This is a fun episode to watch, but only if you care about football/soccer. I honestly think more could have been done in terms of the red card (it's nice that engines are given a chance to change their behaviour, but actually punishing them there and then feels much more effective in terms of morals, the narrative and character development), but it was fine.

Thomas and James' dynamic was also pretty fun. I quite like the competitiveness between the two, and although playing Thomas and Percy (if they had even half the character they had back in the day) or James and Gordon off against each other would probably be more fun, this was fine, too.


I still think this is one of the better Toby episodes we've gotten since HiT took over, and it did everything right that Goodbye Fat Controller got wrong.

First off, no one actually believed Salty when he first thought that Toby would be scrapped, and the rumour only spread when Thomas saw "evidence".

Second, there's actually some character. Sure they become slightly interchangeable in the second half, but Thomas, Edward and Toby especially are rather good. It would be rather nice to see some more stubbornness out of him; he could get in to some fun situations with that rather than have him worry constantly...

There are issues, chief of which Salty not being told off for starting the rumour in the first place (although Thomas' reaction when Toby wondered how it started was great) and the pacing isn't the smoothest. But it's still one of the better "don't believe everything you hear" stories produced for the show, especially for this series.


You know how Pouty James is being lauded as one of series 20's best episodes because "it feels Railway Series-esque" when all they mean is "James' character has regressed to how it was in the early Railway Series books"? Well this does feel Railway Series-esque, but more from the mind of Christopher Awdry than his father.

The characters are fine, and there's a nice variety of them, but the story itself feels really contrived. The inclusion of the roads made things feel fresh, but only seeing Bertie (and, eventually, the Thin Controller) made them feel bare.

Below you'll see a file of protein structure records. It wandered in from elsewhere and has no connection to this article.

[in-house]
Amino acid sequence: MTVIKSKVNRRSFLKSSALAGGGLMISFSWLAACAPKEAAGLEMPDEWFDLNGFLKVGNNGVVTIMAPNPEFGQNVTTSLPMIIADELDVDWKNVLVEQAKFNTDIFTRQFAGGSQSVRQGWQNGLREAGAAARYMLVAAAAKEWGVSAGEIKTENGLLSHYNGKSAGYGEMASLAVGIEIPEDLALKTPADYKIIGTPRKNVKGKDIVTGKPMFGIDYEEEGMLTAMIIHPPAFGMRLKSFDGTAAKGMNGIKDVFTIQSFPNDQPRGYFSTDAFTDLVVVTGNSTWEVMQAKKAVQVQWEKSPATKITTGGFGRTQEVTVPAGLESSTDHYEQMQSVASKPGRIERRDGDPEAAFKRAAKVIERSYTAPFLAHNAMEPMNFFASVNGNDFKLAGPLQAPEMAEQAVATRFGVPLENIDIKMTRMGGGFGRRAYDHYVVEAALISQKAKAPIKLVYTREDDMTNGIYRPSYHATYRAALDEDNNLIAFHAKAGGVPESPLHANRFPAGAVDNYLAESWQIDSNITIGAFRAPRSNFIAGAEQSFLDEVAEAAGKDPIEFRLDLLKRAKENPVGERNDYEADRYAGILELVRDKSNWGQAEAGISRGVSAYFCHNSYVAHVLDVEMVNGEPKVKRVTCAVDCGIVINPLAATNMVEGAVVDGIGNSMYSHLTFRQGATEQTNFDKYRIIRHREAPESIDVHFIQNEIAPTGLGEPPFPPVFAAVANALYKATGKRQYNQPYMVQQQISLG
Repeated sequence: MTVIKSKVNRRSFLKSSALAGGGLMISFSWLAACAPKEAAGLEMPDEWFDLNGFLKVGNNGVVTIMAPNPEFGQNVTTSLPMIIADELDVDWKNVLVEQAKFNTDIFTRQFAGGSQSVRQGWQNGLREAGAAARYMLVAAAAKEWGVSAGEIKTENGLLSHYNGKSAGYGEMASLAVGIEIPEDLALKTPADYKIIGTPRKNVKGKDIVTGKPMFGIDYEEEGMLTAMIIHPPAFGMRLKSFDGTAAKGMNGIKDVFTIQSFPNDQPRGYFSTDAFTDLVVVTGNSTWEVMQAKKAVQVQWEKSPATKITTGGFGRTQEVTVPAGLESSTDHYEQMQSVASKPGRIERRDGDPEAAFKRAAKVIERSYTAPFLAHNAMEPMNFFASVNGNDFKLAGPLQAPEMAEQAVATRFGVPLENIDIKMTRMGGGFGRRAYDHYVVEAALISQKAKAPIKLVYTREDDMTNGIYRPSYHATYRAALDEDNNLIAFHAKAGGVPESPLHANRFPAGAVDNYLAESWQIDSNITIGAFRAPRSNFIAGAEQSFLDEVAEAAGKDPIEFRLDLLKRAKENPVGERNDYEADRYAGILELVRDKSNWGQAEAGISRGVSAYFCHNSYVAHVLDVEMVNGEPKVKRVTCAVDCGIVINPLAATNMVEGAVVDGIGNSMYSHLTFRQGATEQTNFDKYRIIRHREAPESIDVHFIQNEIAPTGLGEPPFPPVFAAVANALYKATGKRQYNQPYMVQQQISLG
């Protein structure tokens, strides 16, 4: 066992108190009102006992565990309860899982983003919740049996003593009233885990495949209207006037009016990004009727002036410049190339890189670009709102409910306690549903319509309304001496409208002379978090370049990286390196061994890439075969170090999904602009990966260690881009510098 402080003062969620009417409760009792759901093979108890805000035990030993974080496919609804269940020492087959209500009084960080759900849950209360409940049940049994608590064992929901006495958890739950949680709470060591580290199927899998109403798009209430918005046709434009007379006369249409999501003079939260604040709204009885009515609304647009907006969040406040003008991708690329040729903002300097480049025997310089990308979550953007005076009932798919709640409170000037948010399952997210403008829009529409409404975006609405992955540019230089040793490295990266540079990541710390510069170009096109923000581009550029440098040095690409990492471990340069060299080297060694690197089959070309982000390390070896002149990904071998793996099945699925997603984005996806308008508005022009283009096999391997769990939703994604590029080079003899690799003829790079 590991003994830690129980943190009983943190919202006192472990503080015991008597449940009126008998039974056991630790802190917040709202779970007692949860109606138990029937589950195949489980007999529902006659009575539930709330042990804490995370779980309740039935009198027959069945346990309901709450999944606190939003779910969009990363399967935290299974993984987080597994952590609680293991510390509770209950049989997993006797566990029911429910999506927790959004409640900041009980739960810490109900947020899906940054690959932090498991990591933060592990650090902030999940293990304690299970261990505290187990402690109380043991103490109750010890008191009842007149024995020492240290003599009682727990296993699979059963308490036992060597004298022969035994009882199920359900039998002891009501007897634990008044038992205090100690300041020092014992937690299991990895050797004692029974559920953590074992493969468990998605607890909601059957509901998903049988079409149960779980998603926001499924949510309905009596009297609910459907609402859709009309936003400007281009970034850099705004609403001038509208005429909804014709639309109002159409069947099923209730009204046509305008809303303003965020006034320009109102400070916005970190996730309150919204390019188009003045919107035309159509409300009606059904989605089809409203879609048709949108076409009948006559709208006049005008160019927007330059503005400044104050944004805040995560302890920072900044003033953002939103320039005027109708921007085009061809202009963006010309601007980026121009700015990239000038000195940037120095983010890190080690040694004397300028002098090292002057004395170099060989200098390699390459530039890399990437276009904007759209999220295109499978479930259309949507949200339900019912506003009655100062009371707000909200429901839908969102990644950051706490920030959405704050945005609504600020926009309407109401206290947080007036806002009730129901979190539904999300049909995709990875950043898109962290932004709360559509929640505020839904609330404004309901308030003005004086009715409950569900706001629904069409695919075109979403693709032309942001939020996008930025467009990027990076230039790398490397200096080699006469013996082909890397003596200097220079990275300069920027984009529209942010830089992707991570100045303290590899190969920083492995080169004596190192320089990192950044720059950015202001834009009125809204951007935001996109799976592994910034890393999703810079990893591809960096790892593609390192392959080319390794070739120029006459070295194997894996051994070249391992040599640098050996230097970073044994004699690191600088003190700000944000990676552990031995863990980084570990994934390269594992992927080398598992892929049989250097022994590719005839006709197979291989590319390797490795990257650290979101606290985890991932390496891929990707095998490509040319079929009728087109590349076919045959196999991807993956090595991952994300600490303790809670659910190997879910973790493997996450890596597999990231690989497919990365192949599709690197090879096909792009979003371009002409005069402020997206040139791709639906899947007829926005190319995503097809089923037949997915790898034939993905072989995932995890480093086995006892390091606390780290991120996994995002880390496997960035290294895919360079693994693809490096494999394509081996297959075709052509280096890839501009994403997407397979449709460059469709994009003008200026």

Add that to the repetition and you get an episode that's just fine. Not particularly memorable or anything, but it's fine.


I really didn't like Henry's worrisome behaviour. But if they could make it fairly relatable for children, and fun enough for the adults to not be annoyed, I can give it a pass. And since this episode was aired first, it's the one that I prefer, despite the fact The Beast of Sodor was the better episode in terms of his fear and the amazing turnaround of his character since that episode.

There's not much more to say really. The review sums up my thoughts on it really well and my opinion now remains the same. Although, as I said before, one of the two episodes should've been scrapped during the writing phase.


It seems like forever that this episode aired..! And although my opinion on Thomas' current "character" has soured by quite a lot (especially when compared to what it once was), this was still a fairly good outing for him.

For the personality they wanted him to portray, the story worked well (and was a great set-up for Sodor's Legend of the Lost Treasure), there were some entertaining bits and the moral was well handled and a useful one for kids to learn.


I still quite like Percy and the Calliope. There are a few reasons why, but the most relevant is Percy and Diesel's dynamic. They played off each other really well, and I was glad that the current team decided  to give it a shot themselves.

The two worked together brilliantly again, even more so here as Diesel wasn't just laughing at Percy's stupidity. Instead, he came up with a plan to do a job that Percy was given, Percy trusted him and then Diesel felt bad for getting him into trouble.

It also helped that the rescue team were well written (for once, and not for the last time in this countdown), the episode itself was really entertaining and the narration wasn't overpowering; instead allowing the characters to shine more.


Helen Farrall has had an amazing couple of years, to the point where I honestly feel that she should be head writer of the show rather than Andrew. This episode isn't the main reason as to why her work is so special (we'll get to that soon enough), but it was the one that made me realise that she belonged on the team (even though Toad & the Whale aired before this).

We all know how bad Wonky Whistle was. It's been called the worst episode of the show by a lot of fans, and while I think that it's rather over-hated these days, I still think it's pretty bad as well, and I was not wanting a re-write of it.